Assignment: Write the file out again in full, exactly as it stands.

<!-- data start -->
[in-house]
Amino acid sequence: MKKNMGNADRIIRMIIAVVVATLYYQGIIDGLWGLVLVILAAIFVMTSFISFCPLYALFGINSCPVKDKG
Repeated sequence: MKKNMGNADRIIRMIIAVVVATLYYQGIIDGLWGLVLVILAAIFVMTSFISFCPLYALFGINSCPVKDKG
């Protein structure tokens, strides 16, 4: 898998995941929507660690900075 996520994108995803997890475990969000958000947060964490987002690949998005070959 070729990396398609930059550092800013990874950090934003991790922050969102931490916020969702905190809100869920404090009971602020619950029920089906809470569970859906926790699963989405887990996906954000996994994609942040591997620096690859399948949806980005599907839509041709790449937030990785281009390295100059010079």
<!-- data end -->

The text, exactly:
[in-house]
Amino acid sequence: MKKNMGNADRIIRMIIAVVVATLYYQGIIDGLWGLVLVILAAIFVMTSFISFCPLYALFGINSCPVKDKG
Repeated sequence: MKKNMGNADRIIRMIIAVVVATLYYQGIIDGLWGLVLVILAAIFVMTSFISFCPLYALFGINSCPVKDKG
């Protein structure tokens, strides 16, 4: 898998995941929507660690900075 996520994108995803997890475990969000958000947060964490987002690949998005070959 070729990396398609930059550092800013990874950090934003991790922050969102931490916020969702905190809100869920404090009971602020619950029920089906809470569970859906926790699963989405887990996906954000996994994609942040591997620096690859399948949806980005599907839509041709790449937030990785281009390295100059010079």